Published: 19:10, 15 February 2021
| Updated: 19:19, 15 February 2021
The government go-ahead on reopening Manston as an airport has been officially quashed by the High Court.
It has been confirmed that the transport secretary's previous decision to allow the Thanet site to reopen as a freight air hub does not possess adequate justification.
As a result, the government has been ordered to pay the campaigners’ legal costs - up to £35,000 - while RiverOak Strategies (RSP), the airport's owners, cover the claimant's additional costs.
Today's expected result is however not the end as all evidence will now be once again pored over and a new decision is required in the future.
A judicial review had been launched by campaign leader Jenny Dawes, with evidence put forward against Grant Shapps' approval of a development consent order (DCO).
That DCO would have paved the way for the old airport to be used as a freight hub.
The government was acting against the advice of the Planning Inspectorate, and anti-airport campaigners launched a bid for a judicial review calling for the order to be reversed.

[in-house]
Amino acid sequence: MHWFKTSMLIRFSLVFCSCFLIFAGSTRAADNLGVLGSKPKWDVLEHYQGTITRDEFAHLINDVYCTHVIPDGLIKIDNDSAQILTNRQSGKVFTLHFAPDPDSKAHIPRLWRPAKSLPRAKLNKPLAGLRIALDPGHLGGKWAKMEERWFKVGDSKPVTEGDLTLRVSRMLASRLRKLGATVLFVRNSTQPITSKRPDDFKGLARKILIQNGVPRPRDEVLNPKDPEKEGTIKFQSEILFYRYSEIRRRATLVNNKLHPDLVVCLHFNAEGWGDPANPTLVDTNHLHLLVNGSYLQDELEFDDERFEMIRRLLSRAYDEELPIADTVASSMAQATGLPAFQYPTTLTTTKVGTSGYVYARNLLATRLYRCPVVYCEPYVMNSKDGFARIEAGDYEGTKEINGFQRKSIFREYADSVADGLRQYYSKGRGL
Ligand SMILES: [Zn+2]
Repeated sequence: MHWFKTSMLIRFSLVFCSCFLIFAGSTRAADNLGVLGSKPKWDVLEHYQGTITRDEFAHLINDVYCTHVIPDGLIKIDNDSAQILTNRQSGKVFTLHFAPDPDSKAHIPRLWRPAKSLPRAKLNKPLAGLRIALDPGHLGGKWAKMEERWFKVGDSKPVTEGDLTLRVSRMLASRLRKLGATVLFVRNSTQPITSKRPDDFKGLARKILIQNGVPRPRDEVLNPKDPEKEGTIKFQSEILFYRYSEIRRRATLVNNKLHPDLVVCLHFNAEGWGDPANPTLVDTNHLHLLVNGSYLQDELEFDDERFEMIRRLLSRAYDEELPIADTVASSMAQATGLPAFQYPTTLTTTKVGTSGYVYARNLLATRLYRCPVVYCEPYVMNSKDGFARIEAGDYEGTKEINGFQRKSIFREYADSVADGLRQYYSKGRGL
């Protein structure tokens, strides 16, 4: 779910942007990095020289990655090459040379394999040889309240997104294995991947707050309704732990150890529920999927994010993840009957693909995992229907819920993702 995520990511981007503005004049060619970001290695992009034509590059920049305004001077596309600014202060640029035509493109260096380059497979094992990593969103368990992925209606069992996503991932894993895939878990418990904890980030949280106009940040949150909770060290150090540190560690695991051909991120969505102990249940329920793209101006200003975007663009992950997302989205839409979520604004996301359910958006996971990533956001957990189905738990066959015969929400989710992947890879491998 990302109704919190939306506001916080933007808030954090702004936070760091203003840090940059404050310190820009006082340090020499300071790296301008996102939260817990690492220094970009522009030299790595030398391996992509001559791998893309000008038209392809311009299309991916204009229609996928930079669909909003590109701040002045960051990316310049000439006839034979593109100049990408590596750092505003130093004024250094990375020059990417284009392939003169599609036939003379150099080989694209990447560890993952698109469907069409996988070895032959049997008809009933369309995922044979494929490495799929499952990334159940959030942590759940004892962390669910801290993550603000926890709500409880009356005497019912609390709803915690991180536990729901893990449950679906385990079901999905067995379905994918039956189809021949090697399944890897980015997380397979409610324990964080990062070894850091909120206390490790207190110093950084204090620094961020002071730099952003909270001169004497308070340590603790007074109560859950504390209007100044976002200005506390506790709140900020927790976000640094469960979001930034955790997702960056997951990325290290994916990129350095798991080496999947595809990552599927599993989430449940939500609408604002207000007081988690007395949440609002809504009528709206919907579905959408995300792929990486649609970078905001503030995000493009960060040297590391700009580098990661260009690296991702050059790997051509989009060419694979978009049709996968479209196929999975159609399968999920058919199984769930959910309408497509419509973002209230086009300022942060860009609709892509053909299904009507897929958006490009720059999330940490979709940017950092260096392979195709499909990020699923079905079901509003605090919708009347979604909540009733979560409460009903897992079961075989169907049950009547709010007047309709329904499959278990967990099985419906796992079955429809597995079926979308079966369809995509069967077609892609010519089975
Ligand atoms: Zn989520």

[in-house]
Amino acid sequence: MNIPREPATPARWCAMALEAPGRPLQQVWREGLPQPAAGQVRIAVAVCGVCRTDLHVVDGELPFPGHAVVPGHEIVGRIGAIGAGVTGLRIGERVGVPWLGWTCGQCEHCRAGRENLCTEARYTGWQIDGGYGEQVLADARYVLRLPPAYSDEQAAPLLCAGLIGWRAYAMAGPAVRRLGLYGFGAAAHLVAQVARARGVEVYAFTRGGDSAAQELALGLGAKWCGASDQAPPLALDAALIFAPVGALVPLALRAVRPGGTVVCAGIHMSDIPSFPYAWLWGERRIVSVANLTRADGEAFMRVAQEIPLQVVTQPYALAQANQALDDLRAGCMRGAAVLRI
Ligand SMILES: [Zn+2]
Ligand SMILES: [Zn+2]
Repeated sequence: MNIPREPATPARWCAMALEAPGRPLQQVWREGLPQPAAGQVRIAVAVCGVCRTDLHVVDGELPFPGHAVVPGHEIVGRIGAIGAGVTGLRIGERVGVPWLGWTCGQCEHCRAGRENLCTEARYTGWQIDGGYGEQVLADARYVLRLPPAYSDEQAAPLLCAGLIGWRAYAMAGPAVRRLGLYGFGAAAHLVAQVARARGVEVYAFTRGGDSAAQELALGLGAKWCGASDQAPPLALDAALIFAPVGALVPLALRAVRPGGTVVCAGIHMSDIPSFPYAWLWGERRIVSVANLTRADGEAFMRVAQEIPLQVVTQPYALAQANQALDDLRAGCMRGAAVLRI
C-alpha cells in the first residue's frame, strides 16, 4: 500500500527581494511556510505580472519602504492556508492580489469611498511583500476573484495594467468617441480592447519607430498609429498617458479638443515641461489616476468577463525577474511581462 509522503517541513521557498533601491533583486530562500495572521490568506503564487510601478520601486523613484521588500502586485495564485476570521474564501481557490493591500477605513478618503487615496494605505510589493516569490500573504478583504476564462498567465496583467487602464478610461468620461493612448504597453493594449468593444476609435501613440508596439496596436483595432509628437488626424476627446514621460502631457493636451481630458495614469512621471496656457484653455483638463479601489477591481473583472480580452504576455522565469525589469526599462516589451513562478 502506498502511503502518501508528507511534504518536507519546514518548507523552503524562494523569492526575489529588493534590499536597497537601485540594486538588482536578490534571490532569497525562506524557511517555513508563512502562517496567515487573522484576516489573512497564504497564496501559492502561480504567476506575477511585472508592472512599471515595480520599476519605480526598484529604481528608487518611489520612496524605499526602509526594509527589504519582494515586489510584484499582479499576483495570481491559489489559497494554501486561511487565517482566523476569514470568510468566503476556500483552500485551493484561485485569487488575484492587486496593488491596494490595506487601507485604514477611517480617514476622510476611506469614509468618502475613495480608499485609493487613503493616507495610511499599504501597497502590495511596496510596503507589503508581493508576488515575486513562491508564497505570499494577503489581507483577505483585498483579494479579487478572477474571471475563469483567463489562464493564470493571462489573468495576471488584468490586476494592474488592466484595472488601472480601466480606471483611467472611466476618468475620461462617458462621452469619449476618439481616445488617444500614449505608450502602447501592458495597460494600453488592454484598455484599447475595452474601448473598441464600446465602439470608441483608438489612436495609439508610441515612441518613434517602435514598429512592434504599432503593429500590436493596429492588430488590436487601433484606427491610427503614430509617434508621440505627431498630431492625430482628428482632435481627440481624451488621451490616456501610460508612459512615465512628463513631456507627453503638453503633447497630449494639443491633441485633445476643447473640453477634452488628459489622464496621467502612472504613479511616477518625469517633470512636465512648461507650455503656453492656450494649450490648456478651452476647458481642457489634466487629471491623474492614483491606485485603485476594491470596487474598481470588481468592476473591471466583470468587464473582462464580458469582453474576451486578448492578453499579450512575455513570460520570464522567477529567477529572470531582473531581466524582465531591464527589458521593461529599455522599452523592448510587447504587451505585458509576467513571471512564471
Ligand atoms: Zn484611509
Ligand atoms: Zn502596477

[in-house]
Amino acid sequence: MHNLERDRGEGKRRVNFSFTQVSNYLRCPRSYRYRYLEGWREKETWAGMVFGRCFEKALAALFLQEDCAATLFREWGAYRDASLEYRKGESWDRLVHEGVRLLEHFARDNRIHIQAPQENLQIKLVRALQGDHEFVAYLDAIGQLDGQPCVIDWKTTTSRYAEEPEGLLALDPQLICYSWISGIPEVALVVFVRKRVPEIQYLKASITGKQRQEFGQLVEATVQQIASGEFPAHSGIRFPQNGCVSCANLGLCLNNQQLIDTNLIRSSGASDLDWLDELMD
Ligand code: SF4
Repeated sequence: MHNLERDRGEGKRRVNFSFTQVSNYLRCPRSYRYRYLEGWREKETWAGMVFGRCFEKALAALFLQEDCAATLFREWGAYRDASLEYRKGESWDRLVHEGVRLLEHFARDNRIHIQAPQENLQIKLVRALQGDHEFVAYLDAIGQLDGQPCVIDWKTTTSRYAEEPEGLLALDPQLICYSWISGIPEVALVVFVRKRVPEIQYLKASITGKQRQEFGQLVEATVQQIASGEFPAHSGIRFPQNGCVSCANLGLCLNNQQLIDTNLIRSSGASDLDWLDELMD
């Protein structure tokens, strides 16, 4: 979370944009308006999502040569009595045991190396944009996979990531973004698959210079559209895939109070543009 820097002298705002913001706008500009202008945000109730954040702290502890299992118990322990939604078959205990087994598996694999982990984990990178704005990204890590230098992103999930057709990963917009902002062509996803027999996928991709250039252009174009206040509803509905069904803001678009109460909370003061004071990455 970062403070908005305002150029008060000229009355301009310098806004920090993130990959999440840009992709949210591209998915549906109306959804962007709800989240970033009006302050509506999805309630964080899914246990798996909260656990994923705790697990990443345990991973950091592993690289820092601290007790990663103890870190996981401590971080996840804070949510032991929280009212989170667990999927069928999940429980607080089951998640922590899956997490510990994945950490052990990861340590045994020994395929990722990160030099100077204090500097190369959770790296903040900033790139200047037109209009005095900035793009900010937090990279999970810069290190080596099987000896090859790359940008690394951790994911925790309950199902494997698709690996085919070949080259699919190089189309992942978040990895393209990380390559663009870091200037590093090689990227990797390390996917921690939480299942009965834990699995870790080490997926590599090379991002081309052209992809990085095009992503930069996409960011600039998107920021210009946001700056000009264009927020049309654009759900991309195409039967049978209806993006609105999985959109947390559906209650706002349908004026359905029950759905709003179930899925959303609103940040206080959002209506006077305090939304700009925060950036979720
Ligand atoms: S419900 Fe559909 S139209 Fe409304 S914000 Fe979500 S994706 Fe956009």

The case was due to be heard on February 16 and 17 at the High Court in London, but the Government conceded in December that its approval did not contain enough detail.
They announced the judicial review would not be contested as it "did not give adequate and intelligible reasons" for going against the Planning Inspectorate.
Following that concession, an official consent order from the High Court has today been issued saying the DCO is quashed.
A statement from RSP reads: "In the High Court today, Mr Justice Holgate approved a court order which had been agreed by all the parties to the Manston judicial review in December last year.
"The order allows the judicial review on the ground that the Secretary of State for Transport did not give adequate reasons for his decision. It also quashes the Manston DCO and orders costs in favour of the Applicant.
"The effect of the order made today is only to require the decision to be re-taken following a further representation period, it does not reverse any earlier stages of the process. The Secretary of State is likely to explain the reasons for his decision in more detail this time round."